РњРµРЅСЏ Р·РѕРІСѓС‚ Р›Р°СЂРёРЅ РђР»РµРєСЃР°РЅРґСЂ.
РЇ СЂР°Рґ РїСЂРёРІРµС‚СЃС‚РІРѕРІР°С‚СЊ РІР°СЃ РЅР° РѕС„РёС†РёР°Р»СЊРЅРѕРј РІРµР±-СЃР°Р№С‚Рµ РєРѕРјР°РЅРґС‹ ComputerraRU — СѓС‡Р°СЃС‚РЅРёРєР° РјРµР¶РґСѓРЅР°СЂРѕРґРЅРѕРіРѕ РїСЂРѕРµРєС‚Р° СЂР°СЃРїСЂРµРґРµР»РµРЅРЅС‹С… РІС‹С‡РёСЃР»РµРЅРёР№ GIMPS!
РЇ Р·Р°РїСѓСЃС‚РёР» РєРѕРјР°РЅРґСѓ ComputerraRU 15 Р»РµС‚ РЅР°Р·Р°Рґ. РћС„РёС†РёР°Р»СЊРЅР°СЏ РґР°С‚Р° — 1 Р°РїСЂРµР»СЏ 2001 РіРѕРґР° (РїРµСЂРІС‹Р№ СѓС‡Р°СЃС‚РЅРёРє — Yxine Рё РѕРґРёРЅ РїСЂРѕСЃС‚РµРЅСЊРєРёР№ РєРѕРјРїСЊСЋС‚РµСЂ Pentium 4 РЅР° 100/120 GHz)...
Р—Р° СЌС‚Рѕ РІСЂРµРјСЏ Рє РєРѕРјР°РЅРґРµ РїСЂРёСЃРѕРµРґРёРЅРёР»РёСЃСЊ Р±РѕР»РµРµ 70 СѓС‡Р°СЃС‚РЅРёРєРѕРІ Рё Р±РѕР»РµРµ 245 РєРѕРјРїСЊСЋС‚РµСЂРѕРІ.
РћР±РЅРѕРІР»РµРЅРѕ 19.03.2016 02:00:00
24. Urkaine (388 354,559 GHz-days) — 20 468,657 GHz-days РѕС‚ РЅР°СЃ
26. Ozzie Prime (343 013,525 GHz-days) — 24 872,377 GHz-days РґРѕ РЅР°СЃ
7 СЏРЅРІР°СЂСЏ 2016 РіРѕРґР° вЂ” РїСЂРѕРµРєС‚ GIMPS РѕС‚РјРµС‡Р°РµС‚ СЃРІРѕСЋ 20-С‚СѓСЋ РіРѕРґРѕРІС‰РёРЅСѓ РЅР°С…РѕР¶РґРµРЅРёРµРј РѕС‡РµСЂРµРґРЅРѕРіРѕ (СЃР°РјРѕРіРѕ Р±РѕР»СЊС€РѕРіРѕ РЅР° РґР°РЅРЅС‹Р№ РјРѕРјРµРЅС‚) С‡РёСЃР»Р° РњРµСЂСЃРµРЅРЅР°, 274 207 281-1. РљРµСЂС‚РёСЃ РљСѓРїРµСЂ (Curtis Cooper), one of many thousands of GIMPS volunteers, used one of his university's computers to make the find. The prime number, also known as M74207281, is calculated by multiplying together 74,207,281 twos then subtracting one. It has 22,338,618 digits -- almost 5 million digits longer than the previous record prime number.
While prime numbers are important for cryptography, this prime is too large to currently be of practical value. However, the search itself does have several practical benefits. Historically, searching for Mersenne primes has been used as a test for computer hardware. Earlier this month, GIMPS' prime95 software and members of a German computing community uncovered a flaw in Intel's latest Skylake CPUs. Prime95 has also discovered hardware problems in many individual's PCs.
To prove there were no errors in the prime discovery process, the prime was independently verified using both different programs and different hardware. Andreas Hoglund and David Stanfill each verified the prime using the CUDALucas software running on NVidia Titan GPUs. David Stanfill also verified using ClLucas on an AMD Fury GPU. Finally, Serge Batalov ran Ernst Mayer's MLucas software on a 18-core server to verify the prime.
Dr. Cooper is a professor at the University of Central Missouri. This is the fourth record prime for Dr. Cooper and his university. Their first record prime was discovered in 2005, eclipsed by their second record in 2006. Dr. Cooper lost the record in 2008, but reclaimed it in 2013, and improved the record with this new prime. The primality proof took a month of computing on a PC with an Intel I7-4790 CPU. Dr. Cooper and the University of Central Missouri is the largest contributor of CPU time to the GIMPS project. The discovery is eligible for a $3,000 GIMPS research discovery award.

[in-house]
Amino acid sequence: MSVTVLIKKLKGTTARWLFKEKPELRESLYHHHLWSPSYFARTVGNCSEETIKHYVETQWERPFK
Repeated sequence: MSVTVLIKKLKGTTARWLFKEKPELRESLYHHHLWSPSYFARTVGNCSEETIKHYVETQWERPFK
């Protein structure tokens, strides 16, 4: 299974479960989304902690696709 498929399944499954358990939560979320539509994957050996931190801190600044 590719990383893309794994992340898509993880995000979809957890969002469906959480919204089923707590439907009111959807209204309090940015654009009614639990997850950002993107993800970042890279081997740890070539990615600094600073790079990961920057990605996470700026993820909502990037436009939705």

While Dr. Cooper's computer found the record prime, the discovery would not have been possible without all the GIMPS volunteers that sifted through numerous non-prime candidates. GIMPS founder George Woltman, PrimeNet creator Scott Kurowski, Primenet administrator Aaron Blosser, thank and congratulate all the GIMPS members that made this discovery possible. To recognize all those that contributed to this discovery, official credit goes to Cooper, Woltman, Kurowski, Blosser, et al.
The new prime number is a member of a special class of extremely rare prime numbers known as Mersenne primes. Mersenne primes were named for the French monk Marin Mersenne, who studied these numbers more than 350 years ago. There are only 49 known Mersenne primes. GIMPS, founded in 1996, has discovered the last 15 Mersenne primes. Volunteers download a free program to search for these primes with a cash award offered to anyone lucky enough to find a new prime. Prof. Chris Caldwell maintains an authoritative web site on the largest known primes as well an excellent history of Mersenne primes.
РРЅС‚РµСЂРµСЃРЅС‹Р№ С„Р°РєС‚ РІ С‚РѕРј, С‡С‚Рѕ, Dr. Cooper's computer reported the prime to the server on September 17, 2015. However, a bug prevented the email notification from being sent. The new prime remained unnoticed until routine database maintenance took place months later. The official discovery date is the day a human took note of the result. This is in keeping with tradition as M4253 is considered never to have been the largest known prime number because Alexander Hurwitz in 1961 read his computer printout backwards and saw M4423 was prime seconds before seeing that M4253 was also prime.
Р’С‹ РјРѕР¶РµС‚Рµ СѓР·РЅР°С‚СЊ РЅРµРјРЅРѕРіРѕ Р±РѕР»СЊС€Рµ РёР· РЅРµР±РѕР»СЊС€РѕРіРѕ СЃС‚РµРЅРґР°Рї-РёРЅС‚РµСЂРІСЊСЋ СЃ РљРµСЂС‚РёСЃРѕРј РљСѓРїРµСЂРѕРј, РєРѕС‚РѕСЂРѕРµ РїРѕСЃРІРµС‰РµРЅРѕ РѕС‚РєСЂС‹С‚РёСЋ:
РћР±РЅРѕРІР»РµРЅРѕ 19.03.2016 02:00:00
|n/a||0||1 373 573||20 891 853||20 891 916|
|F||8 437||2 460 308||8 178 675||8 187 067|
|64||4||11 355||11 355||11 359|
|65||1||4 051||4 051||4 052|
|66||0||161 637||1 850 903||1 850 903|
|67||0||328 028||10 316 401||10 316 401|
|68||0||74 798||4 118 317||4 118 317|
|69||1||43 651||292 605||292 606|
|70||0||76 422||2 565 870||2 565 870|